Updated October 2019
The condition of your dog's coat is a good indicator of his or her health. Dog coat problems can be signs of an allergy, parasitic infection, or other serious underlying health condition. In this article we break down everything you need to know about dog coat health: what a healthy dog coat should look and feel like, signs and potential factors behind an unhealthy dog coat, and how to best promote a healthy dog coat in your four-legged best friend.
Although dog coats vary widely in type and texture across dog breeds, the characteristics of a healthy dog coat are generally the same across every pup. A healthy dog coat is shiny and smooth. The fur or hair should be soft and glossy without being greasy.
Signs of an unhealthy dog coat include dog hair or fur that grows increasingly dull, faded, and limp. The coat may become increasingly dry, brittle, and coarse. The changes in your dog's coat may not happen overnight but occur over time. Old age aside, such symptoms can be a sign of malnutrition, allergy, illness, parasites, or other health problems. For these reasons, it is important to contact your vet as soon as you notice any changes in coat health.
"You are what you eat" holds true for humans and dogs alike. Genetics aside, diet is the #1 external factor affecting dog coat health.
A balanced diet rich in protein, essential fatty acids (omega-3s, omega-6s), and carbohydrates is key for dog skin and coat health. If you already use a high quality dog food, consider these add-ons:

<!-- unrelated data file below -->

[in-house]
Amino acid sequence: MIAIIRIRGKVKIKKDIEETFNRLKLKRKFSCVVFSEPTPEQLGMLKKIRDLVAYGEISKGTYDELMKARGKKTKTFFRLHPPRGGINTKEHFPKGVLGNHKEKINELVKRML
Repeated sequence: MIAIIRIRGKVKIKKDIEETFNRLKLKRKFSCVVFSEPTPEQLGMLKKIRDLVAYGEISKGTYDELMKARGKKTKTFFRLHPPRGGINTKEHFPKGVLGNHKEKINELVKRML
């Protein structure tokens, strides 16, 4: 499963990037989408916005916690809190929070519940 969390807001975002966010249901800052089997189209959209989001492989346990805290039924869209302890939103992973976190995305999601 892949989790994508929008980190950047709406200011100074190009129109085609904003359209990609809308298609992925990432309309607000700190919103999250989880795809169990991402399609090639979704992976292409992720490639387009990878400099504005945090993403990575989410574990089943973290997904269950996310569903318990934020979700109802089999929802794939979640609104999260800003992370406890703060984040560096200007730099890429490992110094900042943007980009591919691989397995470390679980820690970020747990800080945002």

If your dog has excessive shedding, sudden or unusual hair loss (i.e. bald spots), or shows other signs of ailing coat health, please arrange a wellness appointment with your veterinarian.
Comments will be approved before showing up.
What do French bulldogs, Cavalier King Charles spaniels, and Shih Tzus have in common? It is not just that they consistently rank among the American Kennel Club’s most popular breeds. These dog breeds are brachycephalic, which means “short-headed” in Greek. Brachycephalic dog breeds (also called flat-faced or snub-nosed dogs) have buggy eyes, squished faces, and scrunched-up noses.
With their baby-like features and small size, Brachycephalic dog breeds are incredibly cute. The problem is, breeding dogs to have miniature muzzles and shorter skulls can cause many health problems.
Want to add a brachycephalic dog breed to your family? Once your beautiful four-legged friend arrives, you will need to take special precautions to keep your snub-nosed dog happy and healthy. In this DJANGO Dog Blog article, we discuss everything you need to know about taking care of flat-faced dogs.
Winston is an adventurous, loving, and strikingly good looking "tweenie" long-haired dachshund from Los Angeles. He is also completely blind on one side. When Winston was just a few months old, he was attacked and severely injured by another dog. The attack was the start of several harrowing months for Winston and his loving mom and dad.
I caught up with Winston and his mom to learn more about Winston's injury, the experience of going through such a traumatic and heartbreaking ordeal, Winston's recovery process, and how the beautiful one-eyed boy is now handling life, adventures, and puppyhood in southern California.
Do you want a dog but start coughing and sneezing whenever you are near one? Pet allergies are very common, especially in people who have other allergies or asthma. According to the Asthma and Allergy Foundation of America, 10% of people in the U.S. are allergic to dogs.
While there is no such thing as a 100% hypoallergenic dog, these 15 small dog breeds have low or non-shedding coats that produce less dander and are the best dog breeds for allergy sufferers.